The Satyam scandal seems to have revealed a huge gap in the sprawling United Nations system, with some of its affiliates squarely blaming the World Bank for not sharing action taken against the IT firm that continued to get business from the global body.
Satyam still has about a dozen technical consultants working in the UN.
The World Bank, on its part, says that it kept the suspension under wraps to avoid damaging the reputation of Satyam as it was not banned until September 2008, and therefore cannot be found fault with for not informing UN, which awarded a contract to the Indian company in June last.
In the meantime, the UN agencies say their review of vendors barred by World Bank never turned up the Satyam name, until the international lender upgraded the temporary suspension to a formal ban.
The World Bank temporarily suspended Satyam in February 2008, but converted it into a formal ban only late in September, and this too was made public only in December.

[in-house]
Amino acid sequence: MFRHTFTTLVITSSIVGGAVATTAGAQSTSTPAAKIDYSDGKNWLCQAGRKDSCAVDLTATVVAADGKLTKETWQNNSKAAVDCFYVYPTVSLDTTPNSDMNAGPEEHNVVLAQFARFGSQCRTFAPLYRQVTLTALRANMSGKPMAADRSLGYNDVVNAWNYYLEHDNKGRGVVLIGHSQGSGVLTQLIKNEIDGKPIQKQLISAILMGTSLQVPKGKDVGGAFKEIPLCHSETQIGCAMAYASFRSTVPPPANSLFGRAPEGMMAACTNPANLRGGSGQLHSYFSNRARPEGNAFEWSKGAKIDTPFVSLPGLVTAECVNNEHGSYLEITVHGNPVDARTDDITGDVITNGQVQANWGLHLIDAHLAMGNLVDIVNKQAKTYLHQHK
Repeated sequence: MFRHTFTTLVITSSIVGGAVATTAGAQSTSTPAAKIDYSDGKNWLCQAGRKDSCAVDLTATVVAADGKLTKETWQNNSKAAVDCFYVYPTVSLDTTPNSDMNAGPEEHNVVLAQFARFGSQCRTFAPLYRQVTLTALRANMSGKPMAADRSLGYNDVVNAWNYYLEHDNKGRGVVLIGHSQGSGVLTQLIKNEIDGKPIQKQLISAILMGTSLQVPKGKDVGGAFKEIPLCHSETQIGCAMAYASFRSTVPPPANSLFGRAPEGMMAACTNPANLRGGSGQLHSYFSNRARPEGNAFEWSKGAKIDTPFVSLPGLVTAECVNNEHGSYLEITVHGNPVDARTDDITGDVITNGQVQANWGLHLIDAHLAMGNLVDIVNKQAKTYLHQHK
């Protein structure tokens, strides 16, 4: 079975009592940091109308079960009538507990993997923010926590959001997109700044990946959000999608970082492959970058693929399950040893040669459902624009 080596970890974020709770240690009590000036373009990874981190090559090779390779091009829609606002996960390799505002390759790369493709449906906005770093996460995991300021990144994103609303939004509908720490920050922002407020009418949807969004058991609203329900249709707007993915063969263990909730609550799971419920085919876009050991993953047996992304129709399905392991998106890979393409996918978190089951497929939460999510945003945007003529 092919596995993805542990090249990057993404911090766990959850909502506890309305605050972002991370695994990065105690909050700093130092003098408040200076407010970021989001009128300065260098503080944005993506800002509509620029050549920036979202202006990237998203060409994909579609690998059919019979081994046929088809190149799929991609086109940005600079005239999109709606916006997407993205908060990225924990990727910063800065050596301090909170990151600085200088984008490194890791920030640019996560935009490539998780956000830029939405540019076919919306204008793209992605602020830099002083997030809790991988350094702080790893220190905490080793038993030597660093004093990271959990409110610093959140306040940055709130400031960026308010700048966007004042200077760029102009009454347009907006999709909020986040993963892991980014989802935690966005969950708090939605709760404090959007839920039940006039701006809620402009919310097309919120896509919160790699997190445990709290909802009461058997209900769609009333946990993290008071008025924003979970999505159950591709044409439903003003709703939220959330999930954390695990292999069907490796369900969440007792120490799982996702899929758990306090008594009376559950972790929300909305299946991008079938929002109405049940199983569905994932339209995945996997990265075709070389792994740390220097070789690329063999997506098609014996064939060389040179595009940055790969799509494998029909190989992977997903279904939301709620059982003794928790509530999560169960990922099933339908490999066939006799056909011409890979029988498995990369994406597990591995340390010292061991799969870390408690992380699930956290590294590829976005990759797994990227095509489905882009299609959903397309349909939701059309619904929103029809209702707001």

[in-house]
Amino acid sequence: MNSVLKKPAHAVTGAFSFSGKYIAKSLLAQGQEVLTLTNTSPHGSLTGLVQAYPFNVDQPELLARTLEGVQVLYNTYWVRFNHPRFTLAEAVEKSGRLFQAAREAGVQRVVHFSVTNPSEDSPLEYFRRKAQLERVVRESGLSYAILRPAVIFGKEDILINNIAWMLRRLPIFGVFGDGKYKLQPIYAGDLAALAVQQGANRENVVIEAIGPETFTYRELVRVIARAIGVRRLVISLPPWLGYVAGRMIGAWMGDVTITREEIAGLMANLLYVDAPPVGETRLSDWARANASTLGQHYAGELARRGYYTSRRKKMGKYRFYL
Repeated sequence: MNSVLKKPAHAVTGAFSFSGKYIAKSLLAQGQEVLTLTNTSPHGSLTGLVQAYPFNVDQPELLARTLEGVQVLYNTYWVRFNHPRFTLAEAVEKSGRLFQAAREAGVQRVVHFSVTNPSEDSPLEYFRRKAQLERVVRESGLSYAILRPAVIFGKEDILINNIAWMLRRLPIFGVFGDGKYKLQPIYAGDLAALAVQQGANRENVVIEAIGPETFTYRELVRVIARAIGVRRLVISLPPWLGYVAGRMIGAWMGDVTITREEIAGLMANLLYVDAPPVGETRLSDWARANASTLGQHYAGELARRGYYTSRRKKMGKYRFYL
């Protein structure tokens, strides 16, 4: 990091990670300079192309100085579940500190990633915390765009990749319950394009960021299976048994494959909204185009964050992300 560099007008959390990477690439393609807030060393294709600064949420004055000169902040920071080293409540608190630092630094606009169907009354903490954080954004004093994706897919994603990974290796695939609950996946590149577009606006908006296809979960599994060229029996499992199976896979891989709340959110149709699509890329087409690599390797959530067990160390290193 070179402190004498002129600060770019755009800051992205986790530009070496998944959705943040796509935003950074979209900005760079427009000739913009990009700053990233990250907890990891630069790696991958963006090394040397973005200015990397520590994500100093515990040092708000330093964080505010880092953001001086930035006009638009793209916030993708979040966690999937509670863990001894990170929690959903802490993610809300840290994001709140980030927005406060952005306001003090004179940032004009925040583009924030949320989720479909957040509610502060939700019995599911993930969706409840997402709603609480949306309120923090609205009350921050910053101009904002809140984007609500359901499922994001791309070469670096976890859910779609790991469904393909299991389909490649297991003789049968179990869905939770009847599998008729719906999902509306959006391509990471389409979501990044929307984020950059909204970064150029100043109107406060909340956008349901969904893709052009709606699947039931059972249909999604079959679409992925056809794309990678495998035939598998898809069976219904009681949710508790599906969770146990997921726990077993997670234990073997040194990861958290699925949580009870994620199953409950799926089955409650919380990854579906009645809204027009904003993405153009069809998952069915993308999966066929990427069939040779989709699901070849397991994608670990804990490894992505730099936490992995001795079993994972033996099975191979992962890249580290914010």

Asked why it did not inform about issues with Satyam to the UN, which awarded a six million dollar contract to the Indian company in June 2008, a World Bank spokesperson told PTI in an e-mailed statement: "To inform others during the suspension period could potentially damage a company's reputation, and business, before they have been given an opportunity to present evidence that may be exculpatory.
"The World Bank temporarily suspended Satyam in February 2008. The firm was not debarred until September 2008 well after the UN contract, which was awarded in June 2008."
World Bank is an independent specialised agency of the UN and serves as a member and observer in many UN bodies.